Butterfly islands

  • Faulbaum-Bläuling

From admirals to brimstones. Six butterfly islands have been installed at the zoo, sponsored by the nature conservation initiative “Flowering Austria (“Blühendes Österreich”). Many butterflies feel at home among the nectar plants and the forage plants for their caterpillars. The first brimstone appeared shortly after the black alder and buckthorn were planted. Almond trees and blackthorn attract swallowtails, while dovetails prefer fennel. Europe’s largest butterfly can also be admired at Schönbrunn: wild pear and wild apple trees were especially planted for the giant peacock moth. 

Austria is home to 4100 butterfly and moth species, making it one of the most species-rich countries in Central Europe. Nonetheless, the populations of many butterfly species are threatened. The butterfly islands provide a wealth of information on the various species for zoo visitors, for example about the habitats that they require and expecially tips about what everyone can do for butterflies back home.

The butterfly island sites at the zoo

  • elephants
  • coatis
  • pet park
  • giraffe park
  • next to the Aquarium-Terrarium House on the path to the ORANG.erie
  • behind the Rainforest House

Animal caretaker and biologist Rupert Kainradl: "I discovered my love for butterflies back when I was a kid. Unfortunately, over the years I have come to realize that the species diversity and abundance of butterflies are decreasing. It takes only a little bit of effort to quickly improve the environment for butterflies. Only shortly after we installed our butterfly island next to the Aquarium-Terrarium House, the first swallowtail laid its eggs."

Tips for a butterfly-friendly environment

  • Select the right plants.
    Your plants should provide butterflies, bees and bumblebees with nectar. This includes the catchfly, zinnia, verbena, hyssop, fennel, field scabious, aubrietia, phlox, daphne and summer lilac. So-called double blossoms – flowers with numerous petals – do not provide any food.
  • The caterpillar stage of many butterflies depends directly on specific plants:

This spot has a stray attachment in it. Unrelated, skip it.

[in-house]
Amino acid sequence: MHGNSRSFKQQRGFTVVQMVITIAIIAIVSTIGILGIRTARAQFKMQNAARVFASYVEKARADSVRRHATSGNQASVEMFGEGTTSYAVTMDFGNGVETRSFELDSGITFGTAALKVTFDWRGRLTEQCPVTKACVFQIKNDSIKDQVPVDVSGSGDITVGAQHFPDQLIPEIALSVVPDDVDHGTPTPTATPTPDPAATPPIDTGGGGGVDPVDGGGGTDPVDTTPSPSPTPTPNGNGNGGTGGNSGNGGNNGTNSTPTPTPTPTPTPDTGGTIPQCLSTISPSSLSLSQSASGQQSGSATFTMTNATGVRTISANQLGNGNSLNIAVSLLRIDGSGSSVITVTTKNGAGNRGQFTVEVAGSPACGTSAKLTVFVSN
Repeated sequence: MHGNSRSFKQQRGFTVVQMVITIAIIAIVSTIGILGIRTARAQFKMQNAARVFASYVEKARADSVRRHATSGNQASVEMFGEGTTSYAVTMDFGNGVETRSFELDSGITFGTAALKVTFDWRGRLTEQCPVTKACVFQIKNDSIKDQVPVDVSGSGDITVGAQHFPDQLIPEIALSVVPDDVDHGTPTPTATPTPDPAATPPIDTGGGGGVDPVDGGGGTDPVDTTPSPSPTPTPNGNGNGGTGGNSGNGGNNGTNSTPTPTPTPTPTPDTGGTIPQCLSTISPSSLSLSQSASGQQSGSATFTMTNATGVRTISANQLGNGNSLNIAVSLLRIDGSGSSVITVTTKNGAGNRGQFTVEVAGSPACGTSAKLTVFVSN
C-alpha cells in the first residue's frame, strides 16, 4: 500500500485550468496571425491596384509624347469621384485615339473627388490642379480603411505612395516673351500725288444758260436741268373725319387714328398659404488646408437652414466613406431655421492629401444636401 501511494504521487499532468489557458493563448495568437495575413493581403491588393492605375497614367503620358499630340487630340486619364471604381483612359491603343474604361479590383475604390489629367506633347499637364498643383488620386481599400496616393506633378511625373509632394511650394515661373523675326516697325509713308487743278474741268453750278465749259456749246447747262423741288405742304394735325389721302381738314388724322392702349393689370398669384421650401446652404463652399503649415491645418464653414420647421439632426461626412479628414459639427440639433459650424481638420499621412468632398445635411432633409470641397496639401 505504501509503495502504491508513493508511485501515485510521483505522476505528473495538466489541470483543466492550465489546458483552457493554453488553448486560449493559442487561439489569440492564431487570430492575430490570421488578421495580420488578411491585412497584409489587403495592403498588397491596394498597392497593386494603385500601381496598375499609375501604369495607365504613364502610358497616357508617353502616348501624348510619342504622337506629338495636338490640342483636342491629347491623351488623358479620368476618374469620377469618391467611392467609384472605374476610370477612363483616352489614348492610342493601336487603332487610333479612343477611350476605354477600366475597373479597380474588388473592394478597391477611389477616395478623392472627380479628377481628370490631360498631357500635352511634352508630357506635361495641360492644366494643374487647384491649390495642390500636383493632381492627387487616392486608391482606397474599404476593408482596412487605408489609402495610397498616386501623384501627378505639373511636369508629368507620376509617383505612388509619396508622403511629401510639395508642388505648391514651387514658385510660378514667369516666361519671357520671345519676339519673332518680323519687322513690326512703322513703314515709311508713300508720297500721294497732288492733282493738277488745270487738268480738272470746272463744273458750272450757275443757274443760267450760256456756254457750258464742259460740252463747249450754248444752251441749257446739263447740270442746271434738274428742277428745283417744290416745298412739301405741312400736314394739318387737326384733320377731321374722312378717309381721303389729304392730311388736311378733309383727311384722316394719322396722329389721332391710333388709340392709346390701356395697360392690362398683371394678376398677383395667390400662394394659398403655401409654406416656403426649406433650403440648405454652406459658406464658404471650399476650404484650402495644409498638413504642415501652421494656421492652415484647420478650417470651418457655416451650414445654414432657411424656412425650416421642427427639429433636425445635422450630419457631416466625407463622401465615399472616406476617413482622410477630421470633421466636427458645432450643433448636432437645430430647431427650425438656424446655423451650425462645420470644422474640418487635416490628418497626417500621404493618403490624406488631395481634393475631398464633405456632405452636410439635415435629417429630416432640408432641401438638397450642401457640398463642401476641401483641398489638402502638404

Chapman’s Blue – sainfoin
    Queen of Spain fritillary – field pansy
    Marbled white – various meadow grasses
    Painted lady (thistle butterfly) – thistle
    Swallowtails – umbellifers such as fennel, dill or wild carrots as well as dittany
    Southern festoon – birthworts
    Scarce swallowtail – sloe (blackthorn), hawthorn, peach
  • Treat yourself to a flower meadow.
    You’ll enjoy the colorfulness, the animals are surrounded by natural living conditions, and it’ll require lots less work than an English lawn.
  • Wherever possible, let your nettles stand.
    Small tortoiseshells, peacock moths, red admirals and map butterflies are entirely dependent on them, and the caterpillars of 20 others probably rely on them for food.
  • Don’t keep your garden too tidy.
    A close-cropped “golf lawn” and meticulously manicured flower beds are counterproductive for species diversity. Letting nature gain the upper hand in a section of your garden provides animals with habitat and leaves you with more leisure time to enjoy your yard.

App "Schmetterlinge Österreichs" (Butterflies Austria)

Regardless of whether in your own garden, while strolling through the park or during a school excursion: The App “Schmetterlinge Österreichs” allows you to report and identify the butterflies you spot. 140 native butterfly species are represented by photographs and short descriptions. This is the easy way to contribute to Austria’s largest butterfly portal and help create a nationwide Citizen Science Project. to the Schmetterlings-App